We all know that Wills are important but we don't all get round to putting one in place. Maybe we don't believe that we have anything to leave, maybe we assume our assets will pass in a certain way anyway or maybe we just don't want to think about it!
Whatever the reason for not having a Will, it is almost certainly better to have one than not to have one and if you do have one it is important that it is well thought out, correctly drafted and still covers your wishes.
Here are some important things to consider when it comes to Wills:
- Marriage, divorce and separation – unless your Will was validly drafted “in expectation of marriage” it will be revoked by marriage. Your Will will still be valid after a divorce but it will be read as if your former spouse died before you. If you include an unmarried partner in your Will and subsequently separate, then your Will, including any gift to that person, will remain valid.
- Unmarried partners, children and/or grandchildren – if you made a Will and subsequently met a partner or had children or grandchildren then those persons will not benefit unless your Will was validly drafted to include such persons within a “class” of beneficiaries or is covered by a specific definition.
- Death of a beneficiary and/or no “default" beneficiaries – depending on his/her relationship to you and how your Will was drafted, that gift may fail completely or pass elsewhere. if all of your beneficiaries have died before you and no default beneficiaries are named then the intestacy rules will apply.
- Change of assets – if you include a gift of a specific item and subsequently that item is sold, given away during your lifetime then, depending on how your Will was drafted, that gift may fail completely. If you subsequently acquire other specific items they will either fall into your residue or pass to a general “chattels" beneficiary.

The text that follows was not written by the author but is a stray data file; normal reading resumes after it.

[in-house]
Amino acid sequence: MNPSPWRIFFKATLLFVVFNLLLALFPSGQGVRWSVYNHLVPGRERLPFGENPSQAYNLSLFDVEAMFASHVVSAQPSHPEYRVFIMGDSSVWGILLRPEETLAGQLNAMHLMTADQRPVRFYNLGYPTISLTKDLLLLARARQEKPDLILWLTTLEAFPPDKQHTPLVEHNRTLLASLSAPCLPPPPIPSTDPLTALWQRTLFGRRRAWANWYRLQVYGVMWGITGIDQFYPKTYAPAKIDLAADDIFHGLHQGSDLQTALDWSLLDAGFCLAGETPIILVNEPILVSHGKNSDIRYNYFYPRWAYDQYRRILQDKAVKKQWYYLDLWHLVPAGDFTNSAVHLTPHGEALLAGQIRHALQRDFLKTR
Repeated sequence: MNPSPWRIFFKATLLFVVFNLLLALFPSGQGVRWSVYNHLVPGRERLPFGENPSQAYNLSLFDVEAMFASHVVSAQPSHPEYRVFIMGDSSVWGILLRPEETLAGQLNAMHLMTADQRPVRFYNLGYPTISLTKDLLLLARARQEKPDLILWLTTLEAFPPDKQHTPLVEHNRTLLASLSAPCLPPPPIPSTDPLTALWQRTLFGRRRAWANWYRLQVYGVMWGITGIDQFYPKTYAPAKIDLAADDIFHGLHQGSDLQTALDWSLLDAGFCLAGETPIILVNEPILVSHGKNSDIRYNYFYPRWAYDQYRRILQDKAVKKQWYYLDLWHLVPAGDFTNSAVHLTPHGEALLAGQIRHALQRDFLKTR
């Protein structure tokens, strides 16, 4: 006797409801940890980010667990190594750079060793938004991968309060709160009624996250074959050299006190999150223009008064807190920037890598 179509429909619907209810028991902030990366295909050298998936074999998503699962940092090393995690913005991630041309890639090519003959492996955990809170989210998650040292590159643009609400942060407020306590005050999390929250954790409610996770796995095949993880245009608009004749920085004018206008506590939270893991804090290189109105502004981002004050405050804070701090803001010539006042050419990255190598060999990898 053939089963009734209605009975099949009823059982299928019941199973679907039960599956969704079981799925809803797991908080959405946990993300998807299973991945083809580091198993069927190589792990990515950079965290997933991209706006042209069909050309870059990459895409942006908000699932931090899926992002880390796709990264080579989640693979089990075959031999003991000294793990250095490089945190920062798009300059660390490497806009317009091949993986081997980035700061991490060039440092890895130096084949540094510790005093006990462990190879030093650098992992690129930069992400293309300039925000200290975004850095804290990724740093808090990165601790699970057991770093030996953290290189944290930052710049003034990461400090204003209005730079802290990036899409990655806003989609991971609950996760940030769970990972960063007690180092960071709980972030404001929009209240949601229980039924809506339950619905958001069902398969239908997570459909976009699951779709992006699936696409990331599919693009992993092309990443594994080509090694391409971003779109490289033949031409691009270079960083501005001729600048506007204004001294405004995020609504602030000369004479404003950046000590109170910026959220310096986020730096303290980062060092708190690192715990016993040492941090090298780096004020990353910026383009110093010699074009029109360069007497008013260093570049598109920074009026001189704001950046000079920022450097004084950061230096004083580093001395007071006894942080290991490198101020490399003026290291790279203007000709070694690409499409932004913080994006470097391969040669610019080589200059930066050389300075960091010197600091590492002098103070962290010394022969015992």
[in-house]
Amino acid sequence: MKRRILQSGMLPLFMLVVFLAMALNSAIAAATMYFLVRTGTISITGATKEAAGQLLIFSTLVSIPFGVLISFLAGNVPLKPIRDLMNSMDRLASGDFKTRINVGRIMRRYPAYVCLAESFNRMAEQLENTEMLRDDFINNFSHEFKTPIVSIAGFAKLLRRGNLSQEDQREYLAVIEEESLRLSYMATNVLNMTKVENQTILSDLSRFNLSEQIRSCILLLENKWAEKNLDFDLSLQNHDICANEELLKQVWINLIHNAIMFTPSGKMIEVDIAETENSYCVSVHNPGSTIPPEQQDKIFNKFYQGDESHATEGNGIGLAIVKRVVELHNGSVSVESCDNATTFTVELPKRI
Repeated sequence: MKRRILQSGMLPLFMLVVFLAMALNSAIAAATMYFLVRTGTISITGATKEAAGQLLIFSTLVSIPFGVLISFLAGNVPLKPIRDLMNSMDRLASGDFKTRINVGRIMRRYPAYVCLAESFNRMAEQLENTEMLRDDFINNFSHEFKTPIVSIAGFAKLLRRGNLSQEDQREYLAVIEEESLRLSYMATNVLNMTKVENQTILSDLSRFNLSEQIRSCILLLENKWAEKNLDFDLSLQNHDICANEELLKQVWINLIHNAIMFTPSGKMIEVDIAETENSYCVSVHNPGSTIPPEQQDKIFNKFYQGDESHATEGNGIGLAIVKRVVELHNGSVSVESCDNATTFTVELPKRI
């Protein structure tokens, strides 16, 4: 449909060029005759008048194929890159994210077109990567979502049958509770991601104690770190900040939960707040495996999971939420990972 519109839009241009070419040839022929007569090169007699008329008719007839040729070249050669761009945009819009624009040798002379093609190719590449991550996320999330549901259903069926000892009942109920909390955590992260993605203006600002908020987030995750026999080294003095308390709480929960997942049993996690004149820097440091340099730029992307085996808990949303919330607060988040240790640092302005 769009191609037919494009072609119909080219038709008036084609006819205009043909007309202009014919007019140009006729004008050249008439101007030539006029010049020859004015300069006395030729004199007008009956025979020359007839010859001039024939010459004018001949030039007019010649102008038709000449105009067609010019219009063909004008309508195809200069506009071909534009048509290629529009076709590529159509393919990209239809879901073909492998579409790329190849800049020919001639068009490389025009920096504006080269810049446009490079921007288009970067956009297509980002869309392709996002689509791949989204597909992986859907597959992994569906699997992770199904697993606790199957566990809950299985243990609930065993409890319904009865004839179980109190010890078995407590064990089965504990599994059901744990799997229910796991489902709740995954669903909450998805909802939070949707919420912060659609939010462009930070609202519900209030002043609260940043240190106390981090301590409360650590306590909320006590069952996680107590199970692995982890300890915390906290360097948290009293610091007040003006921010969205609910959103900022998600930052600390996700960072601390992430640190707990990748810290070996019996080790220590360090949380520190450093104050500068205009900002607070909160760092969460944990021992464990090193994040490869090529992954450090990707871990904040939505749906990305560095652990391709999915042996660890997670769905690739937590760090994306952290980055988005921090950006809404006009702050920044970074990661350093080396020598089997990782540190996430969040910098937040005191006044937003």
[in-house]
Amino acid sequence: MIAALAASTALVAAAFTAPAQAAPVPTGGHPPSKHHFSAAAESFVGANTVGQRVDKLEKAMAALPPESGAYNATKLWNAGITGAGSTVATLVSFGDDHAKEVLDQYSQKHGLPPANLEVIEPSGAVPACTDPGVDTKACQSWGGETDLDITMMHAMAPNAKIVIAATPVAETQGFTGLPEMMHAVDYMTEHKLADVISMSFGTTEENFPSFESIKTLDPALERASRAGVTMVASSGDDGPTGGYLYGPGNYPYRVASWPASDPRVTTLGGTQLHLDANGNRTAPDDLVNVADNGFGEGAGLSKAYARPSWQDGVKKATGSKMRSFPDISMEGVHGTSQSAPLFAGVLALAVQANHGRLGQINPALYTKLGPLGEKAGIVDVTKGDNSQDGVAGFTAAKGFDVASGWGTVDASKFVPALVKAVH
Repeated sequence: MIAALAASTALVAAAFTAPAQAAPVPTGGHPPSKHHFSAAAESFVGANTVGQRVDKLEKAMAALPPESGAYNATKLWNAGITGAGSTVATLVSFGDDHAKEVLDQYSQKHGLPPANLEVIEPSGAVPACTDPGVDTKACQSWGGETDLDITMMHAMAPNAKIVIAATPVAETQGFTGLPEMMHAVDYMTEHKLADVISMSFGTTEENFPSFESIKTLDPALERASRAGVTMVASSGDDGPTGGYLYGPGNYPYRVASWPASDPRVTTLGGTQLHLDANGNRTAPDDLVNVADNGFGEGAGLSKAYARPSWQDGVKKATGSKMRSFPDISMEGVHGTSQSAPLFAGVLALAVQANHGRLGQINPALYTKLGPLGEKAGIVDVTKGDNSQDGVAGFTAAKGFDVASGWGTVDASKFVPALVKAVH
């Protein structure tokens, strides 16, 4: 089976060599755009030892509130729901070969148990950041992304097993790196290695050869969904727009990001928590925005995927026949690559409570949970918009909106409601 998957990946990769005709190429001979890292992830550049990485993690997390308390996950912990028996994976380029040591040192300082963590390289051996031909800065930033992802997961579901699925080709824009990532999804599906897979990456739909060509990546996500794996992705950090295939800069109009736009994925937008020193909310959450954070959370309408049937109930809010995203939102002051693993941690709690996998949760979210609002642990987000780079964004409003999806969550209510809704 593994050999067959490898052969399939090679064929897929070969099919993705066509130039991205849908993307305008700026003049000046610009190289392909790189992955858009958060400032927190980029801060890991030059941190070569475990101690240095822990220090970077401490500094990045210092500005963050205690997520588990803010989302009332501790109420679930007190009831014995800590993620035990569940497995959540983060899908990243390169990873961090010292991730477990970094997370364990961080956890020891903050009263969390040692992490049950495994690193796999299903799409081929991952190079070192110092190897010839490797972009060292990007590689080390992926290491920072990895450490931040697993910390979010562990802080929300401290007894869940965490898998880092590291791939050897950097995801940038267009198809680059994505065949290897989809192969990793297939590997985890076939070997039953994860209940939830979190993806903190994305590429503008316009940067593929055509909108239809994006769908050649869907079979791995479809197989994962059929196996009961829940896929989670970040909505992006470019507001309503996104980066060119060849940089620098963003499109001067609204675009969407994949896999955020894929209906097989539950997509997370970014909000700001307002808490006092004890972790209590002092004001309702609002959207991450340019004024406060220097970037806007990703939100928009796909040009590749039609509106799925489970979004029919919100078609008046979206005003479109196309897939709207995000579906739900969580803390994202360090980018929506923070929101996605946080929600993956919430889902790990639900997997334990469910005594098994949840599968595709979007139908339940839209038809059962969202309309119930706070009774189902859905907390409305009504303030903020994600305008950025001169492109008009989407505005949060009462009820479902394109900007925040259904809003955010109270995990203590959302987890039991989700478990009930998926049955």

- Not having considered all relevant factors - such as; increases to the value of your estate, which assets will pass outside of your Will, how foreign and/or business assets will pass, whether to use trusts, the ages at which beneficiaries should inherit, who to appoint as guardians for your children, whether a claim may be able to be brought against your estate and inheritance tax
- Execution – if you do not follow certain legal formalities when signing your Will, it will not be valid. Broadly speaking a Will must be signed in the presence of two independent adult witnesses present at the same time.
Despite the current “lockdown" measures in the UK, it is still possible to discuss your Will instructions with a solicitor and to have a Will drawn up. The social distancing rules in place at the moment may make it more difficult to arrange for the valid execution of your Will but a solicitor will be able to advise you in respect of this too.